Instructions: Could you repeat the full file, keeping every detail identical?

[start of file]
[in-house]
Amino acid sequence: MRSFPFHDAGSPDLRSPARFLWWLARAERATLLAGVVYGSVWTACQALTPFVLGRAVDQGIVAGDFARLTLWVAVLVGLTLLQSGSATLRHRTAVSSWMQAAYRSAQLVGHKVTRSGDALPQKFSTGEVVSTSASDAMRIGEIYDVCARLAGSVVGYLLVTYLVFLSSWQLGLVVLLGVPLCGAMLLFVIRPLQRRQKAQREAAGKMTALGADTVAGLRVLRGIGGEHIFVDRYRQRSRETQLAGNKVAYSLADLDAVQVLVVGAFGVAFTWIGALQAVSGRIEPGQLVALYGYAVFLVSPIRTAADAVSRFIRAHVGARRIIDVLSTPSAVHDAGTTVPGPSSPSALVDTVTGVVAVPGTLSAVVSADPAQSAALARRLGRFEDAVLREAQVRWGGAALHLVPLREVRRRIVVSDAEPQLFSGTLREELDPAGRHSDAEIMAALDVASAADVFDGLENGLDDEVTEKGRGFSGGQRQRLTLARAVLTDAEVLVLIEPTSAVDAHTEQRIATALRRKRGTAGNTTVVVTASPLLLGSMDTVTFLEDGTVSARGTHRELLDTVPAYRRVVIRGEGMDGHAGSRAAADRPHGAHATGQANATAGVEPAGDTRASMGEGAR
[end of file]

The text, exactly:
[in-house]
Amino acid sequence: MRSFPFHDAGSPDLRSPARFLWWLARAERATLLAGVVYGSVWTACQALTPFVLGRAVDQGIVAGDFARLTLWVAVLVGLTLLQSGSATLRHRTAVSSWMQAAYRSAQLVGHKVTRSGDALPQKFSTGEVVSTSASDAMRIGEIYDVCARLAGSVVGYLLVTYLVFLSSWQLGLVVLLGVPLCGAMLLFVIRPLQRRQKAQREAAGKMTALGADTVAGLRVLRGIGGEHIFVDRYRQRSRETQLAGNKVAYSLADLDAVQVLVVGAFGVAFTWIGALQAVSGRIEPGQLVALYGYAVFLVSPIRTAADAVSRFIRAHVGARRIIDVLSTPSAVHDAGTTVPGPSSPSALVDTVTGVVAVPGTLSAVVSADPAQSAALARRLGRFEDAVLREAQVRWGGAALHLVPLREVRRRIVVSDAEPQLFSGTLREELDPAGRHSDAEIMAALDVASAADVFDGLENGLDDEVTEKGRGFSGGQRQRLTLARAVLTDAEVLVLIEPTSAVDAHTEQRIATALRRKRGTAGNTTVVVTASPLLLGSMDTVTFLEDGTVSARGTHRELLDTVPAYRRVVIRGEGMDGHAGSRAAADRPHGAHATGQANATAGVEPAGDTRASMGEGAR